Grooms – are you looking for inspiration on what to wear for your wedding day? Why not consider a tweed suit? There’s a real resurgence going on at the moment with this classic British look. For years this seemed to be the sole preserve of your grandfather in the country, gamekeepers, and the Royal Family but now, with a countryside revival in full-swing, it provides a superb alternative for any groom looking to break the mould and display their own fashion statement on their nuptials. Here are five excellent reasons why tweed is the way to go…
Stand out from the crowd
The vast majority of grooms wear either a regular smart suit, or a morning suit, to get married in. And while there is absolutely nothing wrong with either of these options, if you like to stand out from the crowd a bit then it becomes a bit difficult when going down the traditional route. Companies such as Dobell that sell tweed suits for grooms are seeing a major uptick in guys who want a vintage look, so if that’s your thing, you’ll find a great range of choice available, and you should also discover that cost-wise there’s very little difference.
There is, of course, a reason that tweed clothing has long been associated with outdoor pursuits such as hunting and golf – the heavier fabrics are excellent at keeping you warm. Authentic tweeds originate from Ireland and Scotland, two countries where what might be considered a mild day in southern England brings the locals out to the coast in shorts and
t-shirts. If your wedding is going to be held between October and May, when cooler weather could be on the cards, then the last thing you want is to be caught out with a lightweight suit that will have you shivering throughout the day. A good tweed suit is both wind and rain resistant, keeping you snug from morning to evening.
If you plan to marry in the countryside, perhaps at a stately home, or some other rural retreat, then dressing yourself and your groomsmen in tweed will suit the occasion perfectly. Tweed has for generations been the fabric of choice for country-dwellers, and is the ideal compliment to a bride coming down the aisle in a simple yet beautiful dress with a sprig of wild flowers, and then for the photographs against a wooded backdrop or a meadow. Just setting the scene there… anyway, point is, if you’re getting hitched amid a natural setting then wearing a tweed suit should definitely be a consideration. You should keep it in mind even if you’re tying the knot in a city, of course, but for country weddings it is very appropriate.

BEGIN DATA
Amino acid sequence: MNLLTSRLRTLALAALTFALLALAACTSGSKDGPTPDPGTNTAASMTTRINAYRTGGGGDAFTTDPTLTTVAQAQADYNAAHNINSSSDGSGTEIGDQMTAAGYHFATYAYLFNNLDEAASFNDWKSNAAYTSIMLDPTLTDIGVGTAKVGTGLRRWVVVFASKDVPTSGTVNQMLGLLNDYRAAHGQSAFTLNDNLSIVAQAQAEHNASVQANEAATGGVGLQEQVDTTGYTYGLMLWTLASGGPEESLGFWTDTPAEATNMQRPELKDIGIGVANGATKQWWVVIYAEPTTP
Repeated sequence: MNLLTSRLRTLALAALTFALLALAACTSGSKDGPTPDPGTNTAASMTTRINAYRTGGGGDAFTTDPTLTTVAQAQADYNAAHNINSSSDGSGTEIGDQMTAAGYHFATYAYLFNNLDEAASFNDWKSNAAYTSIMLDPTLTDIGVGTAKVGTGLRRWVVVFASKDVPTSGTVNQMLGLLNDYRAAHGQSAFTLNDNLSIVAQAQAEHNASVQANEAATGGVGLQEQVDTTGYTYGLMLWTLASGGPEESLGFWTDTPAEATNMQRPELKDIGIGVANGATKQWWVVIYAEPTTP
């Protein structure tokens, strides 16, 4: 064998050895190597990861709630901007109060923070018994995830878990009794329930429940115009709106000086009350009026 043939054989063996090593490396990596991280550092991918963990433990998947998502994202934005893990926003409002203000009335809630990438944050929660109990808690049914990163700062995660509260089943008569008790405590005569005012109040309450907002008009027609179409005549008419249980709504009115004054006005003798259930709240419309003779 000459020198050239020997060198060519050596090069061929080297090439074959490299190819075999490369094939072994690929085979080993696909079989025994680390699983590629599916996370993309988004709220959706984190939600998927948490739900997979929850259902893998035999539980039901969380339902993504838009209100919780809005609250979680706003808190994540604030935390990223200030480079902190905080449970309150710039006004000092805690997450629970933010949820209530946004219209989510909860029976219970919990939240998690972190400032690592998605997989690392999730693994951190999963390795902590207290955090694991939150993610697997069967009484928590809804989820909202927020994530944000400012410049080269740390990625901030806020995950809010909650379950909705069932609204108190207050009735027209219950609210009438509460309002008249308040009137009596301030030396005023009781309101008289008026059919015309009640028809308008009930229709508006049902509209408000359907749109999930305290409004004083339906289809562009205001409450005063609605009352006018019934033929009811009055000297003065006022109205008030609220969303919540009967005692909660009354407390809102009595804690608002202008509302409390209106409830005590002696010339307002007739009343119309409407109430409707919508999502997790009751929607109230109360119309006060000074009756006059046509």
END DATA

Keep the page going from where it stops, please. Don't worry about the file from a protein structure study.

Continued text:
Unless you badly mistreat it, your tweed suit should last a lot longer than the average suit in your wardrobe. And because it’s such a classic look, if you buy well then you shouldn’t need to ever worry about it going out of style. Break it in by wearing it around the house for a few weeks before the big day and this will be one of the most comfortable suits you’ll ever wear, and you can continue to use it for years afterwards, at the office during the colder months, or to cut a dash on country weekends away.
Tweed is an endlessly versatile look. It comes in a huge variety of patterns and colours to suit any wedding palette, and thus can be easily paired with everything from waistcoats to caps and even travel luggage for the honeymoon. Almost anyone can pull off a tweed suit, even the ladies are getting in on the act now with lighter fabrics. In fact, the groom, best man and ushers can all wear a different type of tweed and still look amazing together.
A couple of tweed tips. One – don’t be tempted to try and pair a tweed suit with a bow tie.
If you’re not Matt Smith (aka Dr Who) you may struggle to pull it off with panache, so play it safe with a woollen tie. And on that note of caution, if your bride-to-be shows any concern about your breaking with the status quo, just remember that it’s perfectly possible to go understated with tweed as well. Let her see you in the suit some time before the wedding, and she’s certain to be convinced!